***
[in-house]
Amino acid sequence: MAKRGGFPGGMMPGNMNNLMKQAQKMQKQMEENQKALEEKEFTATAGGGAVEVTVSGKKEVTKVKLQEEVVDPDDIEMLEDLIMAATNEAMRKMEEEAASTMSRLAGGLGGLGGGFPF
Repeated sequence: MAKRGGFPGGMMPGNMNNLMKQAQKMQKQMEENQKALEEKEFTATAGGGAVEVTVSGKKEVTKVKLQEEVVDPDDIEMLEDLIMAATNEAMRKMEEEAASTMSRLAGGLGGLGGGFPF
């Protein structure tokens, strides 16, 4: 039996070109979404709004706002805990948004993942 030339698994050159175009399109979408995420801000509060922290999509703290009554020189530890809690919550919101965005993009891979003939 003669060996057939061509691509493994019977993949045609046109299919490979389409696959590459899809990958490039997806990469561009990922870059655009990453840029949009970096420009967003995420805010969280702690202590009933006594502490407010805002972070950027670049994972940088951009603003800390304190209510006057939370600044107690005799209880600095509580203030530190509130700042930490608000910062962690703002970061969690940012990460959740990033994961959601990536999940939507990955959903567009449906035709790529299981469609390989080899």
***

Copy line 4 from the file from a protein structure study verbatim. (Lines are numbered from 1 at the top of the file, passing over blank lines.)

């Protein structure tokens, strides 16, 4: 039996070109979404709004706002805990948004993942 030339698994050159175009399109979408995420801000509060922290999509703290009554020189530890809690919550919101965005993009891979003939 003669060996057939061509691509493994019977993949045609046109299919490979389409696959590459899809990958490039997806990469561009990922870059655009990453840029949009970096420009967003995420805010969280702690202590009933006594502490407010805002972070950027670049994972940088951009603003800390304190209510006057939370600044107690005799209880600095509580203030530190509130700042930490608000910062962690703002970061969690940012990460959740990033994961959601990536999940939507990955959903567009449906035709790529299981469609390989080899």